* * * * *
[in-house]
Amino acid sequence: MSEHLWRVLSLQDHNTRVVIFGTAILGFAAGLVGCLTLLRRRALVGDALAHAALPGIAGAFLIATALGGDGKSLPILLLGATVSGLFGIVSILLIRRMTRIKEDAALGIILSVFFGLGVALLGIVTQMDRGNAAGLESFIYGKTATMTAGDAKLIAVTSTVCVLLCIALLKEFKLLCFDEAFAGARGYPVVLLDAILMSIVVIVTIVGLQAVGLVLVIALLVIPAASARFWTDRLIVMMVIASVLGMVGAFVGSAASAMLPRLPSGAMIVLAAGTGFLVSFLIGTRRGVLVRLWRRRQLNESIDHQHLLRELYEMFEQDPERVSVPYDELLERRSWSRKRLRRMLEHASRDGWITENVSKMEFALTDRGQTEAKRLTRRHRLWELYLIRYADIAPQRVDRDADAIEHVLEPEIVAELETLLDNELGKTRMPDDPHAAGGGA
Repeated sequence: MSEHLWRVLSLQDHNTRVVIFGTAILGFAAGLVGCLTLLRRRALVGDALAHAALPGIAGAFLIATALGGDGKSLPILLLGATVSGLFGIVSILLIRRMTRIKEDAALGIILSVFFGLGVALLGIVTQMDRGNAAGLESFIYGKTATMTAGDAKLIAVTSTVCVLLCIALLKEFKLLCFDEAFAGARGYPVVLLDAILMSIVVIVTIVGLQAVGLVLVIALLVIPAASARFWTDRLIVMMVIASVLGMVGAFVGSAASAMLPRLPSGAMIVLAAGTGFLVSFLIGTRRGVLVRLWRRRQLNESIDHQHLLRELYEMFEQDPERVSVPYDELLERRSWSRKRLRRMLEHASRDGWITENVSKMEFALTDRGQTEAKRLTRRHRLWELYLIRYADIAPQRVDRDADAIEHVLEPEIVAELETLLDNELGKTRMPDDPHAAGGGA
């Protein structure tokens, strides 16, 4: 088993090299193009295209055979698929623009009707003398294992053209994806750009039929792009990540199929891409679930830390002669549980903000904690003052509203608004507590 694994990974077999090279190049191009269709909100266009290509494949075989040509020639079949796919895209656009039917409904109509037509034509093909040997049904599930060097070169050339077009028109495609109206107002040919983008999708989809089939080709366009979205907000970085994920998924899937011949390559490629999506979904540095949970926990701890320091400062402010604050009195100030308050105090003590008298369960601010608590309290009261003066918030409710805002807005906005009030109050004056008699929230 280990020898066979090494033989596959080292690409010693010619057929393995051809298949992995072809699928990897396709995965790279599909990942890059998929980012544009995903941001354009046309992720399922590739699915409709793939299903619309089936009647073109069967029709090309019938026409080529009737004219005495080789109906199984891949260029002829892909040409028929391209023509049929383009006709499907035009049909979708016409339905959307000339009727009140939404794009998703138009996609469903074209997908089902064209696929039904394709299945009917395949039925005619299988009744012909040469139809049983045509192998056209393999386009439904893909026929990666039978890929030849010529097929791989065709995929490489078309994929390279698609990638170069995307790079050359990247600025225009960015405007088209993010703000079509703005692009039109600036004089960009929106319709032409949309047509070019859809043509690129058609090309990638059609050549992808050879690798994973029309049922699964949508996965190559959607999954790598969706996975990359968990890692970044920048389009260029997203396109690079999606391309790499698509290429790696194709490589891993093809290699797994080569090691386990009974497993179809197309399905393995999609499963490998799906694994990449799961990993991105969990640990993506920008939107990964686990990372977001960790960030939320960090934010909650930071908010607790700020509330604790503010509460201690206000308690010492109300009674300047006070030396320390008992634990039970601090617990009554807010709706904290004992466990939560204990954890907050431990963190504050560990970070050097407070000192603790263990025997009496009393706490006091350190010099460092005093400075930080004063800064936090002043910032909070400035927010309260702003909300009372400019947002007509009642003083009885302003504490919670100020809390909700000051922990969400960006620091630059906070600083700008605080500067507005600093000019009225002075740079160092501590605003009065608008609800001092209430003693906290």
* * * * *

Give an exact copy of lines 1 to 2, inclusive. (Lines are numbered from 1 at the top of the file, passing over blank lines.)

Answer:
[in-house]
Amino acid sequence: MSEHLWRVLSLQDHNTRVVIFGTAILGFAAGLVGCLTLLRRRALVGDALAHAALPGIAGAFLIATALGGDGKSLPILLLGATVSGLFGIVSILLIRRMTRIKEDAALGIILSVFFGLGVALLGIVTQMDRGNAAGLESFIYGKTATMTAGDAKLIAVTSTVCVLLCIALLKEFKLLCFDEAFAGARGYPVVLLDAILMSIVVIVTIVGLQAVGLVLVIALLVIPAASARFWTDRLIVMMVIASVLGMVGAFVGSAASAMLPRLPSGAMIVLAAGTGFLVSFLIGTRRGVLVRLWRRRQLNESIDHQHLLRELYEMFEQDPERVSVPYDELLERRSWSRKRLRRMLEHASRDGWITENVSKMEFALTDRGQTEAKRLTRRHRLWELYLIRYADIAPQRVDRDADAIEHVLEPEIVAELETLLDNELGKTRMPDDPHAAGGGA